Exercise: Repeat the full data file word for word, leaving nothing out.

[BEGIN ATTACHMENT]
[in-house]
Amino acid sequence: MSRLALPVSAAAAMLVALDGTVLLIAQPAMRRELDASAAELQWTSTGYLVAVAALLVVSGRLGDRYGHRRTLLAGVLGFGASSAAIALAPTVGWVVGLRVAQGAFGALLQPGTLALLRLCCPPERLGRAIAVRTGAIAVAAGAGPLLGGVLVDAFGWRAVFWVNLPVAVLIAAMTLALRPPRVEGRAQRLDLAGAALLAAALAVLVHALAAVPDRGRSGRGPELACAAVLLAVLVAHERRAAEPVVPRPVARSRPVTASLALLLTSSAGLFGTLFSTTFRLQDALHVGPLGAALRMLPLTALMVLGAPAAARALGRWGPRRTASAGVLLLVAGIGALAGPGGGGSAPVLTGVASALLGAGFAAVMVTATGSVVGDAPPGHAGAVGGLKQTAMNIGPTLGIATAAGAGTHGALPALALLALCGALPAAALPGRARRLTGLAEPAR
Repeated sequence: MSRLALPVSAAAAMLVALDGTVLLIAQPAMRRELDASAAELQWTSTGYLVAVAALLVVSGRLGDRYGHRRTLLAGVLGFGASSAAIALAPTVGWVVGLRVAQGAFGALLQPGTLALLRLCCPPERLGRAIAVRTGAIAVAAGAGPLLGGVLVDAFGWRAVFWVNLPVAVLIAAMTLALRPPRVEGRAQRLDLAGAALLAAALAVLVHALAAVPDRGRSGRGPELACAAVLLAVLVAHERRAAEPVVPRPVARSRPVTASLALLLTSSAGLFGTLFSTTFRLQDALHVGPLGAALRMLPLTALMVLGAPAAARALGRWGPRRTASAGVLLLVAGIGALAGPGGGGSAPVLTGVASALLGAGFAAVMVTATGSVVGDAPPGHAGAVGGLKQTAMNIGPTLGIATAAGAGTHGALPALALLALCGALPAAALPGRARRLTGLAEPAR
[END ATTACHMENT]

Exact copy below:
[in-house]
Amino acid sequence: MSRLALPVSAAAAMLVALDGTVLLIAQPAMRRELDASAAELQWTSTGYLVAVAALLVVSGRLGDRYGHRRTLLAGVLGFGASSAAIALAPTVGWVVGLRVAQGAFGALLQPGTLALLRLCCPPERLGRAIAVRTGAIAVAAGAGPLLGGVLVDAFGWRAVFWVNLPVAVLIAAMTLALRPPRVEGRAQRLDLAGAALLAAALAVLVHALAAVPDRGRSGRGPELACAAVLLAVLVAHERRAAEPVVPRPVARSRPVTASLALLLTSSAGLFGTLFSTTFRLQDALHVGPLGAALRMLPLTALMVLGAPAAARALGRWGPRRTASAGVLLLVAGIGALAGPGGGGSAPVLTGVASALLGAGFAAVMVTATGSVVGDAPPGHAGAVGGLKQTAMNIGPTLGIATAAGAGTHGALPALALLALCGALPAAALPGRARRLTGLAEPAR
Repeated sequence: MSRLALPVSAAAAMLVALDGTVLLIAQPAMRRELDASAAELQWTSTGYLVAVAALLVVSGRLGDRYGHRRTLLAGVLGFGASSAAIALAPTVGWVVGLRVAQGAFGALLQPGTLALLRLCCPPERLGRAIAVRTGAIAVAAGAGPLLGGVLVDAFGWRAVFWVNLPVAVLIAAMTLALRPPRVEGRAQRLDLAGAALLAAALAVLVHALAAVPDRGRSGRGPELACAAVLLAVLVAHERRAAEPVVPRPVARSRPVTASLALLLTSSAGLFGTLFSTTFRLQDALHVGPLGAALRMLPLTALMVLGAPAAARALGRWGPRRTASAGVLLLVAGIGALAGPGGGGSAPVLTGVASALLGAGFAAVMVTATGSVVGDAPPGHAGAVGGLKQTAMNIGPTLGIATAAGAGTHGALPALALLALCGALPAAALPGRARRLTGLAEPAR